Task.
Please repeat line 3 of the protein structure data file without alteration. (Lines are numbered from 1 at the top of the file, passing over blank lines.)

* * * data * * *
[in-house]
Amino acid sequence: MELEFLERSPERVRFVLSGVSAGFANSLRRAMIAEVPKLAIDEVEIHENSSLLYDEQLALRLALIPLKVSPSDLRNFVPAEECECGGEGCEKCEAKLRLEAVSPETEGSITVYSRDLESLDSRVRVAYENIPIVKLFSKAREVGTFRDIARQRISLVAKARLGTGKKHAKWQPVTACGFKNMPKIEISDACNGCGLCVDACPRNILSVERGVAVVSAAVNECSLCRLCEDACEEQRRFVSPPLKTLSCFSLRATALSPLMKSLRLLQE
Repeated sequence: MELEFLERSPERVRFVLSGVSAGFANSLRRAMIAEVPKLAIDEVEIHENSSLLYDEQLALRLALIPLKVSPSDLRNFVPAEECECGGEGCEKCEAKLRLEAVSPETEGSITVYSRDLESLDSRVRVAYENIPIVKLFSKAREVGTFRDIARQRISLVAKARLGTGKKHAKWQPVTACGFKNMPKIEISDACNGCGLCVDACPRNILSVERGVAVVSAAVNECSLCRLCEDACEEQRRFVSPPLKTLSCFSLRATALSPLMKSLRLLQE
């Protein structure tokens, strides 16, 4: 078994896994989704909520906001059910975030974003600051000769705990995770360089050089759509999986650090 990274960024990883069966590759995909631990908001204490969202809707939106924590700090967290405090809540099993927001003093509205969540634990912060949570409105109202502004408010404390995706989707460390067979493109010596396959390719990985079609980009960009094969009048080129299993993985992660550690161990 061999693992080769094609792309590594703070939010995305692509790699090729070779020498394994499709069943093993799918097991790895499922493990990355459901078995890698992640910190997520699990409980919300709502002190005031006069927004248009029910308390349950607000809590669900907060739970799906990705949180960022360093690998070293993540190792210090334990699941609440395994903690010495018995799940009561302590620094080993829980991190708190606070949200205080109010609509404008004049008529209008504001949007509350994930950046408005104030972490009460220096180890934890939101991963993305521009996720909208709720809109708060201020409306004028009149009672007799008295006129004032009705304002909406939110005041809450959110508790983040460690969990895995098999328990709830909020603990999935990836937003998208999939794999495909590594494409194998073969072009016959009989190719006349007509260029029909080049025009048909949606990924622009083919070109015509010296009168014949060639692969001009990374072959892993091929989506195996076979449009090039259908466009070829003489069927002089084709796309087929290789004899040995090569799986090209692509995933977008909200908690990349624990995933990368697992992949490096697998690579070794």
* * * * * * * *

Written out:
Repeated sequence: MELEFLERSPERVRFVLSGVSAGFANSLRRAMIAEVPKLAIDEVEIHENSSLLYDEQLALRLALIPLKVSPSDLRNFVPAEECECGGEGCEKCEAKLRLEAVSPETEGSITVYSRDLESLDSRVRVAYENIPIVKLFSKAREVGTFRDIARQRISLVAKARLGTGKKHAKWQPVTACGFKNMPKIEISDACNGCGLCVDACPRNILSVERGVAVVSAAVNECSLCRLCEDACEEQRRFVSPPLKTLSCFSLRATALSPLMKSLRLLQE